Team:UNIST Korea/project/modules



Our project aims at designing E. coli to sense its environment and act accordingly. In order to achieve this, we have categorized our projects into three main groups.

Sensory Module Processing ModuleLysis Module


We have engineered two different sensors into E. coli. The first sensor is an optical sensor that detects the light present in the environment. We used Cph8, hybrid light receptor, as a optical sensor (Fig 1) [1]. The second sensor is to a physical sensor that would sense the temperature of the environment. We used the temperature dependent ribo-switch as a physical sensor to detect the temperature of the environment (Fig 2) [2].

Figure 1 – Efficiency of the optical sensor was evaluated by following GFP expression in the presence and absence of light.

Figure 2: The physical sensor engineered in Chop. coli helps it to differentiate between 30⁰C and 37⁰C when GFP was fused with the temperature dependent ribo-switch.

Being aware that fermentor is always maintained at 37⁰C, we assumed that the physical sensor would help Chop. coli to differentiate its environment. However, one cannot guarantee the presence of complete darkness in the fermentor. We hypothesized if the hybrid light receptor (hybrid of light receptor and osmo regulator) could also help determine the osmolarity. The fermentor is supposed to contain sugar at a higher concentration than the environment. As expected, the light receptor could sense high sugar concentration and behave similar to darkness in the presence of high sugar concentration. This would be an advantageous feature in Chop. coli.

Figure 3. The hybrid light receptor and osmo-regulator suffers from cross talk. Response to darkness was similar to its response to high concentration of sugar. This would be advantageous for Chop. coli as either high sugar concentration or darkness present in the fermentor will keep the cells from lysis.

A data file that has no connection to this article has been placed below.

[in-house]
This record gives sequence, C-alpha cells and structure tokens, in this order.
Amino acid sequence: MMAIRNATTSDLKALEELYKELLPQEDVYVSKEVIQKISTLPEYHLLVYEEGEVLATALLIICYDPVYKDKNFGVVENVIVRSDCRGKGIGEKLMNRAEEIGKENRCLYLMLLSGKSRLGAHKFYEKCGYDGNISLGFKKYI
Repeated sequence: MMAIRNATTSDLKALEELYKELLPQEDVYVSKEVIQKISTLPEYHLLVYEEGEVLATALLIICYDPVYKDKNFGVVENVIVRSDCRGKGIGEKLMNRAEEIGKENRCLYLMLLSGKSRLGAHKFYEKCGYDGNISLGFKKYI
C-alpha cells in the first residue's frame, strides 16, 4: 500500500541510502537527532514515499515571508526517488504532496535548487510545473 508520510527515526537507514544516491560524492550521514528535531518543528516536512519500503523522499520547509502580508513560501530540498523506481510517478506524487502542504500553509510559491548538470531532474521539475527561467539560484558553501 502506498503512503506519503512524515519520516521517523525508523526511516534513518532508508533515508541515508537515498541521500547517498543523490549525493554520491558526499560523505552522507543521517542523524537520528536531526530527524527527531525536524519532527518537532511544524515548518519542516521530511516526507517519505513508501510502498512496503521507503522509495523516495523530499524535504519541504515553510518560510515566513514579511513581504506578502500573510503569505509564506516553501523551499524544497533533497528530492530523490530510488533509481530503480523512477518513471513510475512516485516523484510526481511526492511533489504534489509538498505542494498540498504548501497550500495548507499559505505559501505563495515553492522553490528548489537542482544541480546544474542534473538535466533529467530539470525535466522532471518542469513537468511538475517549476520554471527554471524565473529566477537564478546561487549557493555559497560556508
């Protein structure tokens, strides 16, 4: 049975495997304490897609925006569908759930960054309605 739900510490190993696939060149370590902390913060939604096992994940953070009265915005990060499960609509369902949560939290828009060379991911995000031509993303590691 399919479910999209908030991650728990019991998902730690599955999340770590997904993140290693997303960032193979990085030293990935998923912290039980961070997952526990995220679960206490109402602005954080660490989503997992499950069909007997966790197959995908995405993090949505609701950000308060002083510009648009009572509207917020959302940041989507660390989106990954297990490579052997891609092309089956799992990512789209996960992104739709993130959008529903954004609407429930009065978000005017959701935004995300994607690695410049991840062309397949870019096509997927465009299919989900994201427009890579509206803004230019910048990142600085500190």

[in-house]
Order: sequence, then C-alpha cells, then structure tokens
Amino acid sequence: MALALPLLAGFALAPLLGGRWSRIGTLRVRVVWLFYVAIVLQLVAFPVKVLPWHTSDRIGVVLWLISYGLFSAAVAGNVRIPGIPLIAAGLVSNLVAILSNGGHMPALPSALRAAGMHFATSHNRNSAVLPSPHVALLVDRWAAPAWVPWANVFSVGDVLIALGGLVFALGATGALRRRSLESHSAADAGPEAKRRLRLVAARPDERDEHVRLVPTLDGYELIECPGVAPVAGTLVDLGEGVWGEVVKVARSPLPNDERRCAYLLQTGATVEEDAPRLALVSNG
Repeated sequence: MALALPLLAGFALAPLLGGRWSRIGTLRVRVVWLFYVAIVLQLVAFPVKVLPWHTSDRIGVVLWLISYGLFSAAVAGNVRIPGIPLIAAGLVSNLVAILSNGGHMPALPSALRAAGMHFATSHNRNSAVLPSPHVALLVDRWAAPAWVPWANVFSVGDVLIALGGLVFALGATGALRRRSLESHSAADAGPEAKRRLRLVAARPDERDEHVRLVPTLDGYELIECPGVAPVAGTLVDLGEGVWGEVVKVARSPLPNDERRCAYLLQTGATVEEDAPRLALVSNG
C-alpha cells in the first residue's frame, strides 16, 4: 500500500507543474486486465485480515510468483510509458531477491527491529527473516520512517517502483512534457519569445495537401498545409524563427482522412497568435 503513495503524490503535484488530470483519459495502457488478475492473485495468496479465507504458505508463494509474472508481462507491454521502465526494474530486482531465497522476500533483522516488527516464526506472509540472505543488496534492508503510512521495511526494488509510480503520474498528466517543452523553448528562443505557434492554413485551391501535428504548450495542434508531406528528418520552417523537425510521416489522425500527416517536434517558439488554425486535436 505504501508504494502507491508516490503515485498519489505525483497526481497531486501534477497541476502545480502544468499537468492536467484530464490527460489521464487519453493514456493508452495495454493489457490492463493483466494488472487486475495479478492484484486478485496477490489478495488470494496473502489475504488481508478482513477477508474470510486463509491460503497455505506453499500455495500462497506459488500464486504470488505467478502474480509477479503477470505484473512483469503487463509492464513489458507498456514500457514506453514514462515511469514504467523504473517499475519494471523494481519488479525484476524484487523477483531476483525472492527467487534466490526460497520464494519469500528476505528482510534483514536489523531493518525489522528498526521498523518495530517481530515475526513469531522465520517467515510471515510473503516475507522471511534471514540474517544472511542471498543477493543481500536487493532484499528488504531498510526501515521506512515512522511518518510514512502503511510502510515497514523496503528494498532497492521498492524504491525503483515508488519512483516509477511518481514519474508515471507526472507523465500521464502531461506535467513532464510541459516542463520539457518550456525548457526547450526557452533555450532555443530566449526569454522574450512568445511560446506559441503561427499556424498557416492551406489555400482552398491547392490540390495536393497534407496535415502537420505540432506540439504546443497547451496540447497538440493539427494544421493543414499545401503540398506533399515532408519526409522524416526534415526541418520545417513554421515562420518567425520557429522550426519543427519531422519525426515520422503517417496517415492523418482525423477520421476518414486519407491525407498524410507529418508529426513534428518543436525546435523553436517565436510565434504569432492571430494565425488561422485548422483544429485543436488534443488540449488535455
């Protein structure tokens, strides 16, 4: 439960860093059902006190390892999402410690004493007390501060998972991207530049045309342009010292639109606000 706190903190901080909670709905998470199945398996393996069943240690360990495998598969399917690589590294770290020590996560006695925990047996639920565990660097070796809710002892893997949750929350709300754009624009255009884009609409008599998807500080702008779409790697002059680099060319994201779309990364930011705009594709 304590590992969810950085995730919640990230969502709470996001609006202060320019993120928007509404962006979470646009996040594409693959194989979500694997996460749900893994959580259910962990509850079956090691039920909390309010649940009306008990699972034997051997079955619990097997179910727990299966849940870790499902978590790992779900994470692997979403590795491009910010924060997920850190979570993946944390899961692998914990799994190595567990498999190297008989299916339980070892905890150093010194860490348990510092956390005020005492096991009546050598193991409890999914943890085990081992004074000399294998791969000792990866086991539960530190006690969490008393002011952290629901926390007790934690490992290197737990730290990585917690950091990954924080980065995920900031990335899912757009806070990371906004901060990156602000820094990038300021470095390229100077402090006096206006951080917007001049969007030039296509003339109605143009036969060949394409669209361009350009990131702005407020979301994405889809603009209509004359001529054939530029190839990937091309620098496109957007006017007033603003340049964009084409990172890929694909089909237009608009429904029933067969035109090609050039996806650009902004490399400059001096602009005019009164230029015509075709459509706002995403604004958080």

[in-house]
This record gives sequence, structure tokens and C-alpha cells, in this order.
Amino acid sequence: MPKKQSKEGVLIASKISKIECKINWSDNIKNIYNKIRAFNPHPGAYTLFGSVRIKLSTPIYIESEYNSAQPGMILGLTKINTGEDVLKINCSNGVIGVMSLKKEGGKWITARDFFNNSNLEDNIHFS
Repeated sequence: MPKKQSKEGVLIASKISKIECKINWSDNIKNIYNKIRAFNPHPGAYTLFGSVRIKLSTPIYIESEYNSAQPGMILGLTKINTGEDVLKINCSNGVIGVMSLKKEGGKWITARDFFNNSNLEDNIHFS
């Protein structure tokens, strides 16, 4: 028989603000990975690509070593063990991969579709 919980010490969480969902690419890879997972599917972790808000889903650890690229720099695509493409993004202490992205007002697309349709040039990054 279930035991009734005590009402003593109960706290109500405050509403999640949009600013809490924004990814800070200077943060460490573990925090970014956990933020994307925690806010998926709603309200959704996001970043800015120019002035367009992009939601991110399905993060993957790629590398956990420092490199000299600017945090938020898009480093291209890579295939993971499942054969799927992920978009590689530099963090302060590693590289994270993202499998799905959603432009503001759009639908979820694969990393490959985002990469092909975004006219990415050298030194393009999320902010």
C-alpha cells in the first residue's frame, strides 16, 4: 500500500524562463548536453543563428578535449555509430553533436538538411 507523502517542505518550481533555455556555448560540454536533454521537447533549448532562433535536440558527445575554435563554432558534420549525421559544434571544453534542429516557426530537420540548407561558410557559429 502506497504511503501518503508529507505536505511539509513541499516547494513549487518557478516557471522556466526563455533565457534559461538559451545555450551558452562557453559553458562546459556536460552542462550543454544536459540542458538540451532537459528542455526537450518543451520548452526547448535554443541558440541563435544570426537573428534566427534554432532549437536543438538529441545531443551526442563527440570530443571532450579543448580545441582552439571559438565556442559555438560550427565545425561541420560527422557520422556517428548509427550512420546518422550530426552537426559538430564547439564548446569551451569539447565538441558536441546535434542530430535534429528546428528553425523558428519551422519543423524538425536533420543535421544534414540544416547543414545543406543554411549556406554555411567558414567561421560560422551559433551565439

Chop. coli can efficiently sense its environment

Light         Temperature         Osmolality


After sensing the environment through optical and physical sensor, Chop. coli should process the information. We introduced two different processor system: fim inversion system and cI control system.

fim inversion system

Even though we were able to successfully construct and regulate fim inversion system using light, we were not able to control the basal fimE expression leading to the failure of this construct.

cI control system

As expected, the cI system was able to provide an efficient control of gene expression with light despite a background expression. To reduce the background further we integrated the cI expressed from Pompc into the chromosome of E. coli. Chromosomally encoded cI reduced the background expression further (Figure 4).

Chop. coli can efficiently process its signal

Figure 4: The cI processor system was able to work efficiently independent of the phase at which the gene expression was induced.


•We used two different lysis module to in order to compare the efficiency of lysis module to eradicate the genetically modified organisms: Holin mediated cell lysis and DpnI mediated DNA damage.
•Initially we had problems in cloning both the holin and Dpn genes under PL promoter as it is a constitutive promoter and lead to rapid cell death. We finally accomplished cloning the lytic cassette using ECNR2 strain which expresses cI constitutively.
•However, neither of our lysis module was able to give us the expected result. We have already characterized individual components of our signal processing system such as the light receptor, temperature sensor and the cI processor using GFP output.
•Hence, we believe that the expression of the lysis system was not sufficient to demonstrate the expected outcome. We would like to optimize the expression of the lysis device by changing the strength of the RBS in order to prove the efficiency of our system.
•Currently, we are trying to express the lytic cassette genes from PBAD promoter. But we could not accomplish this on time.

1.Levskaya, A., et al., Synthetic biology: Engineering Escherichia coli to see light. Nature, 2005. 438(7067): p. 441-442.
2.Oleksiuk, O., et al., Thermal Robustness of Signaling in Bacterial Chemotaxis. Cell, 2011. 145(2): p. 312-321.